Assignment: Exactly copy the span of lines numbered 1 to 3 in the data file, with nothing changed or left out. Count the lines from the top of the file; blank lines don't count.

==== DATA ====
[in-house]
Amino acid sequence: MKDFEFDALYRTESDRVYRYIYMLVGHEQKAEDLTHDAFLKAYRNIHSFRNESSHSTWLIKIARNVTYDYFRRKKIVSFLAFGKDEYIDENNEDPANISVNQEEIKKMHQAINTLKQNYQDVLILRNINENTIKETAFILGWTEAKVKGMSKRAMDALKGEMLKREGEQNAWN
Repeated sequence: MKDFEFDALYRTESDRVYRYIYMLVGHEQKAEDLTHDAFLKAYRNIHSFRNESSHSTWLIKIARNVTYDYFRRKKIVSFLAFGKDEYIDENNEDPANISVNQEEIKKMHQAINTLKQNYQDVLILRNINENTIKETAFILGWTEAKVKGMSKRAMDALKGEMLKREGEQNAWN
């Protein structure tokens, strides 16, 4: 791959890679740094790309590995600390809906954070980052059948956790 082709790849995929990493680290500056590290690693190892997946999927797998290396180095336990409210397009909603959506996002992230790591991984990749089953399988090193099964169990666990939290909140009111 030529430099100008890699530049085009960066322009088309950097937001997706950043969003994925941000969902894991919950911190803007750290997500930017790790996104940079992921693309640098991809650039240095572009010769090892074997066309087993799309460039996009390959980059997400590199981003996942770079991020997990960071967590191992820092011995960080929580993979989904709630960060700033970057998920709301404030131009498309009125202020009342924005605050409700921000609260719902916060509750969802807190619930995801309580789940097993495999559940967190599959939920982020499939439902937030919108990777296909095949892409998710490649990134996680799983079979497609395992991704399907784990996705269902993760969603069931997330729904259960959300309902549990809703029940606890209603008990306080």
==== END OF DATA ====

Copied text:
[in-house]
Amino acid sequence: MKDFEFDALYRTESDRVYRYIYMLVGHEQKAEDLTHDAFLKAYRNIHSFRNESSHSTWLIKIARNVTYDYFRRKKIVSFLAFGKDEYIDENNEDPANISVNQEEIKKMHQAINTLKQNYQDVLILRNINENTIKETAFILGWTEAKVKGMSKRAMDALKGEMLKREGEQNAWN
Repeated sequence: MKDFEFDALYRTESDRVYRYIYMLVGHEQKAEDLTHDAFLKAYRNIHSFRNESSHSTWLIKIARNVTYDYFRRKKIVSFLAFGKDEYIDENNEDPANISVNQEEIKKMHQAINTLKQNYQDVLILRNINENTIKETAFILGWTEAKVKGMSKRAMDALKGEMLKREGEQNAWN